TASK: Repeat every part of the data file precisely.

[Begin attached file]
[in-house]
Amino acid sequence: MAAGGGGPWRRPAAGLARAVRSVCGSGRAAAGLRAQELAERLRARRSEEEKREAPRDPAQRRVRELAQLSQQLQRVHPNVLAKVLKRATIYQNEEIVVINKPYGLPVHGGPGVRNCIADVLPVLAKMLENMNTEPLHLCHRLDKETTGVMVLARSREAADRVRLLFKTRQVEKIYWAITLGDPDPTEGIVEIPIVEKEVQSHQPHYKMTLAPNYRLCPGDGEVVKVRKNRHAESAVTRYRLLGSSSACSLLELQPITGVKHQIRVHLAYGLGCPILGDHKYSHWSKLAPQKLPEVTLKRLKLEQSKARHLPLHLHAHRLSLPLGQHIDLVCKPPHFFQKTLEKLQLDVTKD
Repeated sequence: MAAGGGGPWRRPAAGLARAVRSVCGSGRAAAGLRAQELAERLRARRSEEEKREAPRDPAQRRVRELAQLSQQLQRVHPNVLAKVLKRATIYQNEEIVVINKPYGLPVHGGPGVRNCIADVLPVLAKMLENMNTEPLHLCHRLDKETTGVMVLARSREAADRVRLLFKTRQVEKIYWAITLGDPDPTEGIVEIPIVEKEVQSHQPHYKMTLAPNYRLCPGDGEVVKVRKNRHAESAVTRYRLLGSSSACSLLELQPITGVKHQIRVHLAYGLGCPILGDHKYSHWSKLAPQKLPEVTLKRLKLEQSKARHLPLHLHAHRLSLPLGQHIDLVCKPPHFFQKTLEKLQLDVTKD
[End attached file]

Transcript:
[in-house]
Amino acid sequence: MAAGGGGPWRRPAAGLARAVRSVCGSGRAAAGLRAQELAERLRARRSEEEKREAPRDPAQRRVRELAQLSQQLQRVHPNVLAKVLKRATIYQNEEIVVINKPYGLPVHGGPGVRNCIADVLPVLAKMLENMNTEPLHLCHRLDKETTGVMVLARSREAADRVRLLFKTRQVEKIYWAITLGDPDPTEGIVEIPIVEKEVQSHQPHYKMTLAPNYRLCPGDGEVVKVRKNRHAESAVTRYRLLGSSSACSLLELQPITGVKHQIRVHLAYGLGCPILGDHKYSHWSKLAPQKLPEVTLKRLKLEQSKARHLPLHLHAHRLSLPLGQHIDLVCKPPHFFQKTLEKLQLDVTKD
Repeated sequence: MAAGGGGPWRRPAAGLARAVRSVCGSGRAAAGLRAQELAERLRARRSEEEKREAPRDPAQRRVRELAQLSQQLQRVHPNVLAKVLKRATIYQNEEIVVINKPYGLPVHGGPGVRNCIADVLPVLAKMLENMNTEPLHLCHRLDKETTGVMVLARSREAADRVRLLFKTRQVEKIYWAITLGDPDPTEGIVEIPIVEKEVQSHQPHYKMTLAPNYRLCPGDGEVVKVRKNRHAESAVTRYRLLGSSSACSLLELQPITGVKHQIRVHLAYGLGCPILGDHKYSHWSKLAPQKLPEVTLKRLKLEQSKARHLPLHLHAHRLSLPLGQHIDLVCKPPHFFQKTLEKLQLDVTKD